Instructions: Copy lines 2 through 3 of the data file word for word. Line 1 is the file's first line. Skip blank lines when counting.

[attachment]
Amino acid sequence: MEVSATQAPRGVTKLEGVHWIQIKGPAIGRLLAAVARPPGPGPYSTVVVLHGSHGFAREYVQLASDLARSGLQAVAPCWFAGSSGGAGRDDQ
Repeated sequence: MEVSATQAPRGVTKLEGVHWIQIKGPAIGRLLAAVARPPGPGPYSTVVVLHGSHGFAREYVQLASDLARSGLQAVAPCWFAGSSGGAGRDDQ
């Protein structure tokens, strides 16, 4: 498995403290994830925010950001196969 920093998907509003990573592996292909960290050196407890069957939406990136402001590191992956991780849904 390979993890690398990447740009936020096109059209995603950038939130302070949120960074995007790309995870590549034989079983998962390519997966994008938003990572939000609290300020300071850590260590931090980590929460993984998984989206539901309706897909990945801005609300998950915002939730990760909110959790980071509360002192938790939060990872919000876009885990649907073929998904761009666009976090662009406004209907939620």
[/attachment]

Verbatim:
Repeated sequence: MEVSATQAPRGVTKLEGVHWIQIKGPAIGRLLAAVARPPGPGPYSTVVVLHGSHGFAREYVQLASDLARSGLQAVAPCWFAGSSGGAGRDDQ
């Protein structure tokens, strides 16, 4: 498995403290994830925010950001196969 920093998907509003990573592996292909960290050196407890069957939406990136402001590191992956991780849904 390979993890690398990447740009936020096109059209995603950038939130302070949120960074995007790309995870590549034989079983998962390519997966994008938003990572939000609290300020300071850590260590931090980590929460993984998984989206539901309706897909990945801005609300998950915002939730990760909110959790980071509360002192938790939060990872919000876009885990649907073929998904761009666009976090662009406004209907939620």